Combination chemotherapy with cyclophosphamide, doxorubicin, vincristine, and prednisone (CHOP) is the standard treatment for dogs with diffuse large B-cell lymphoma (DLBCL). While CHOP affords durable cancer remission to most dogs with DLBCL, some dogs benefit minimally from this therapy. Current methods of prognostic assessment do not adequately discriminate those dogs that will and will not derive significant benefit from CHOP. However, biodynamic imaging (BDI) a novel imaging technology that measures changes in intracellular motion induced within living tissues by drug treatment, has shown promise as a means to predict a tumor's sensitivity to chemotherapy. We previously showed that BDI, performed ex vivo on tumor biopsy tissues from dogs with lymphoma, accurately predicted in vivo response to doxorubicin. The purpose of this study was to expand the use of BDI to predicting clinical outcome of CHOP chemotherapy in dogs with DLBCL.
Twenty-two dogs with WHO substage a DBLCL were enrolled in a prospective clinical trial. At the time of study enrollment, all dogs underwent standardized staging tests and surgical lymph node biopsy to provide tissue for histopathologic and immunohistochemical confirmation of DLBCL. All dogs subsequently received treatment with a previously described 25-week CHOP chemotherapy protocol. The primary clinical outcome of interest was progression-free survival (PFS), defined as the time in days between initiation of CHOP chemotherapy and detection of measurable disease progression, or death due to any cause, whichever came first.
At the time of enrollment, a portion of each dog's lymph node biopsy (approximately 100 mm3) was reserved for ex vivo BDI. Within 1 hour of biopsy collection, the tissue was processed into several small fragments of approximately 1 mm3 size. All fragments were immobilized in 96 well plates and treated ex vivo with 4-hydroxycyclophosphamide (5 μM), doxorubicin (10 μM), vincristine (0.06 μM), and prednisolone (0.6 μM), as well as the drugs in combination. Tissue samples treated with 0.1% DMSO served as negative controls. Changes in intracellular motion following ex vivo drug treatment were recorded from all tissue samples from each dog for approximately 24 hours following biopsy collection. A machine learning classifier was developed to analyze the intracellular motion-based tumor responses measured by BDI and to associate these responses with poor or favorable clinical responses based upon PFS. The classifier was trained in a "one-left-out" approach, first on data sets from 18/19 dogs, then adding in data from the remaining dog for cross-validation. This process was repeated for each enrolled dog.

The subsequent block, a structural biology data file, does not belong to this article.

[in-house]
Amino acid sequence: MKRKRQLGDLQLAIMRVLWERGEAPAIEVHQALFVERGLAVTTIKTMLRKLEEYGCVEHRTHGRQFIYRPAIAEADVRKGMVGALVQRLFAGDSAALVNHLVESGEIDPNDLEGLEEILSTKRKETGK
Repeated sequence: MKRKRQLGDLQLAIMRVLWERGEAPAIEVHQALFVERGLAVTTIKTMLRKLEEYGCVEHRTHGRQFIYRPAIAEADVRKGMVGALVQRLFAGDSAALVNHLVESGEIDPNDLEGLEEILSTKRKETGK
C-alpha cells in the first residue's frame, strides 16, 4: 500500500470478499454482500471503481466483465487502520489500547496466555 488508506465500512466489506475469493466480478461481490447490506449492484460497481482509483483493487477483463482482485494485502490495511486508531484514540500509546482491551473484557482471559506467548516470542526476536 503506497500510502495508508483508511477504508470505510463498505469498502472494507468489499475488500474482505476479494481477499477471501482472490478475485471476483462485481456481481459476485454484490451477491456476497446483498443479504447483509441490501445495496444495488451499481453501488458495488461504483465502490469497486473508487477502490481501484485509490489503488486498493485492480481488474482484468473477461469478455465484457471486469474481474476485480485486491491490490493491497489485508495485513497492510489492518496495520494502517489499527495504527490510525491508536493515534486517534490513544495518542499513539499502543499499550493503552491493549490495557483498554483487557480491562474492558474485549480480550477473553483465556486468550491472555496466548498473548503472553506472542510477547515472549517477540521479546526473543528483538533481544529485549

Clinical outcome following CHOP chemotherapy was evaluable in 19/22 dogs. The best objective response to chemotherapy was complete remission in 17 dogs and partial remission in 2 dogs. Progression-free survival times ranged from 43 to > 769 days. When PFS times for the study population were segregated into low-PFS (≤ 98 days, n=6) or high-PFS (≥ 232 days, n = 13) groups, the machine learning classifier correctly predicted assignment of dogs to the appropriate group in 18/19 cases. The classifier consistently assigned one dog with low PFS (97 days) incorrectly into the high-PFS group. These results suggest a possible important application of BDI as a method for predicting the responsiveness of cancers to chemotherapy drugs.
Associate Professor of Comparative Oncology
Purdue College of Veterinary Medicine
Dr. Childress obtained his DVM degree from the Virginia-Maryland Regional College of Veterinary Medicine in 2004. He subsequently completed a rotating internship at the Kansas State University College of Veterinary Medicine from 2004-2005, an oncology internship at the University of Georgia College of Veterinary Medicine from 2005-2006, and a medical oncology residency at the Purdue University College of Veterinary Medicine from 2006-2009. He is currently an associate professor of comparative oncology with the Purdue University College of Veterinary Medicine and chief of the medical oncology section within the Purdue Veterinary Teaching Hospital. His research focuses identifying novel prognostic and predictive biomarkers and testing new therapies for canine lymphomas.
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